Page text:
dependency: libcrypt.so.1(GLIBC_2.0)
       provider: glibc.i686 2.15-58.fc17
      dependency: libdl.so.2
       provider: glibc.i686 2.15-58.fc17
      dependency: libdl.so.2(GLIBC_2.0)
       provider: glibc.i686 2.15-58.fc17
      dependency: libdl.so.2(GLIBC_2.1)
       provider: glibc.i686 2.15-58.fc17
      dependency: libpam.so.0
       provider: pam.i686 1.1.5-7.fc17
      dependency: libpam.so.0(LIBPAM_1.0)
       provider: pam.i686 1.1.5-7.fc17
      dependency: pam
       provider: pam.i686 1.1.5-7.fc17
      dependency: rtld(GNU_HASH)
       provider: glibc.i686 2.15-58.fc17
      dependency: xorg-x11-xinit

  6. #6
    Penguin of trust elija's Avatar
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    Only when I have to, for normal use I go straight to a graphical login.
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  7. #7
    Linux Engineer hazel's Avatar
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    Quote Originally Posted by gruven View Post
    I find that display managers cause more trouble than they are worth.
    Such as? I'm curious.

    I used to use virtual consoles a lot as I found them very easy to read, but if I went back to them now, I'd have to buy a new monitor as my current one is very weak.
    "I'm just a little old lady; don't try to dazzle me with jargon!"

  8. #8
    Linux Enthusiast gruven's Avatar
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    I use Gentoo, so when certain things get updated and other libs do not, they may or may not talk well together. If consolekit gets updated and the login manager isn't compatible, then it requires a rebuild of the libs that are affected. This may only be a problem on source distros and it doesn't happen often, but when it happens it can be extremely annoying if you have an assignment due and have to get to a GUI to open and print your documents.

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  9. #9
    Linux Engineer hazel's Avatar
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    Quote Originally Posted by gruven View Post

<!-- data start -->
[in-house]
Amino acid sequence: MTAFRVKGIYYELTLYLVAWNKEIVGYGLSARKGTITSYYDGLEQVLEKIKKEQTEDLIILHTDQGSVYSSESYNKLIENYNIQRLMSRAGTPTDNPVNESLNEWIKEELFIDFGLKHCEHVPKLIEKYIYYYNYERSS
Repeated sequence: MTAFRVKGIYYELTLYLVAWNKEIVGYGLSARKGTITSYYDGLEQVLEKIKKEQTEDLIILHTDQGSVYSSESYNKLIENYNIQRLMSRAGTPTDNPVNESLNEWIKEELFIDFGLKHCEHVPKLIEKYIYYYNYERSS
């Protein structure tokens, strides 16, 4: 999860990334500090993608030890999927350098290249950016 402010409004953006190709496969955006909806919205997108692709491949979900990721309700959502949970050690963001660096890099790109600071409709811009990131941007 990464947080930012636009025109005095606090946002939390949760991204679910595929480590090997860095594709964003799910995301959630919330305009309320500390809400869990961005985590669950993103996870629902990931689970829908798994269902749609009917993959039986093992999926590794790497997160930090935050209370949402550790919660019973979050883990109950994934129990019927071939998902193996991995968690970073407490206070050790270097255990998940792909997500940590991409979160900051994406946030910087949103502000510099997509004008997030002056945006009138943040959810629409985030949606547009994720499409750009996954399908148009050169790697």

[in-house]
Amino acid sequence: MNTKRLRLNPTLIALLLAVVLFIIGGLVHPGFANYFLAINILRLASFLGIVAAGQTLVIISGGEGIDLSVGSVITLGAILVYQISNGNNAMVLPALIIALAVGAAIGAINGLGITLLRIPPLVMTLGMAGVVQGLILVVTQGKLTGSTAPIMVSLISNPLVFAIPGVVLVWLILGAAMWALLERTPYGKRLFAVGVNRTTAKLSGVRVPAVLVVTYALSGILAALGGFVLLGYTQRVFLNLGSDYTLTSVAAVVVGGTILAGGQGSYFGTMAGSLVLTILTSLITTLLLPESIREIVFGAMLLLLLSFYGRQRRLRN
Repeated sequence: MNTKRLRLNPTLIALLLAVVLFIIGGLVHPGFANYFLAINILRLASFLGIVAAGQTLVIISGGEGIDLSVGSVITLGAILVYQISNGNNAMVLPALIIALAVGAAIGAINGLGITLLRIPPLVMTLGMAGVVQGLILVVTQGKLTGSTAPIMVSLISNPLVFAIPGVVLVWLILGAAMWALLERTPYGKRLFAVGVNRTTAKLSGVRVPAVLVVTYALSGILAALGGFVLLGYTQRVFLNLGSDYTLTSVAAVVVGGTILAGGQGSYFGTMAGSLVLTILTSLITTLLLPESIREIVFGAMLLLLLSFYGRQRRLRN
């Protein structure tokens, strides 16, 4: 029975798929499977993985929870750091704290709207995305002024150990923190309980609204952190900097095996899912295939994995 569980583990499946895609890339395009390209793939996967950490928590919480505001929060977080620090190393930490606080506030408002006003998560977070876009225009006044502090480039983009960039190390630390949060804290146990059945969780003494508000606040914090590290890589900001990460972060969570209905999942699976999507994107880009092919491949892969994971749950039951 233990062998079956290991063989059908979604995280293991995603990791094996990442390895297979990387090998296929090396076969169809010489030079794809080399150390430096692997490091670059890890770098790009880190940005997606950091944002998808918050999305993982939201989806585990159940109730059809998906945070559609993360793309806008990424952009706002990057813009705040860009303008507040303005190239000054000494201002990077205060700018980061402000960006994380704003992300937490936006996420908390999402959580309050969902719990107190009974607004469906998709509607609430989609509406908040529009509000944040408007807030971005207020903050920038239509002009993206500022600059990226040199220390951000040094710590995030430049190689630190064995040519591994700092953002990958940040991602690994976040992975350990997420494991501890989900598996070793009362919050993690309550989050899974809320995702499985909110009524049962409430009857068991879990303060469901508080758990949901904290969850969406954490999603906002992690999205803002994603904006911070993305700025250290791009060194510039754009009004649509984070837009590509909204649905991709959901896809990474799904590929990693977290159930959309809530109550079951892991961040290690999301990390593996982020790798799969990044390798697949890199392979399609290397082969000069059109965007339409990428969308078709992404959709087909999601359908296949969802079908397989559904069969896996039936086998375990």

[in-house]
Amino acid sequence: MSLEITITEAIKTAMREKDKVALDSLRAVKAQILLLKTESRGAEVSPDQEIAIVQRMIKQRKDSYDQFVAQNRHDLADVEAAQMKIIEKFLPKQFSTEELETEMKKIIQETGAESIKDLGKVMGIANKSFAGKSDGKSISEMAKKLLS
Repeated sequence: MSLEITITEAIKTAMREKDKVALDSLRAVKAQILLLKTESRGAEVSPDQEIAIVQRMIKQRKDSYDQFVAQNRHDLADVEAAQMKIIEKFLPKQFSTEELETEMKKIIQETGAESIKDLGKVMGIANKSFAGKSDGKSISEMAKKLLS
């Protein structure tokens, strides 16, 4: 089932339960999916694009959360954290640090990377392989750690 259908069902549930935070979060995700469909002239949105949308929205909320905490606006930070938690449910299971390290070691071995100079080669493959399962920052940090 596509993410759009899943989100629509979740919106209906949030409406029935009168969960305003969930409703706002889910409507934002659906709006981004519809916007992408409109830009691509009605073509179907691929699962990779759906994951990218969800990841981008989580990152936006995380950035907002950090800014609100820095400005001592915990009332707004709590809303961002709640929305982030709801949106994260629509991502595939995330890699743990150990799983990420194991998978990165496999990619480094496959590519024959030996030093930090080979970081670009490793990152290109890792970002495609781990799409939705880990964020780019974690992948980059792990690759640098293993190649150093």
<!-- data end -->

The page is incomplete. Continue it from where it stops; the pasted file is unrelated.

I use Gentoo, so when certain things get updated and other libs do not, they may or may not talk well together. If consolekit gets updated and the login manager isn't compatible, then it requires a rebuild of the libs that are affected.
    I used Gentoo briefly but then gave it up as it all seemed too much like hard work and I hate being on the bleeding edge. You're right; this doesn't happen with binary distros. But I seem to remember that Gentoo has something called revdep-rebuild that you can run after an update to prevent this sort of problem.

    Anyway my problem isn't that things stop working; it's the unwanted cruft that seems to come with display managers these days, even lightweight ones. I think I'll try booting to a console for a week or two and see how I get on. If I find it tiresome, I can always go back.
    "I'm just a little old lady; don't try to dazzle me with jargon!"

  10. #10
    Linux Enthusiast gruven's Avatar
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    Quote Originally Posted by hazel View Post
    I used Gentoo briefly but then gave it up as it all seemed too much like hard work and I hate being on the bleeding edge. You're right; this doesn't happen with binary distros. But I seem to remember that Gentoo has something called revdep-rebuild that you can run after an update to prevent this sort of problem.

    Anyway my problem isn't that things stop working; it's the unwanted cruft that seems to come with display managers these days, even lightweight ones. I think I'll try booting to a console for a week or two and see how I get on. If I find it tiresome, I can always go back.
    Yes, there is revdep-rebuild, and I use it quite often, because I run Gentoo ~amd64 (unstable). It comes with the territory I suppose.

    Unwanted cruft is definitely a problem, but USE flags help me out in Gentoo a lot. I can usually turn off support for something if I really want to.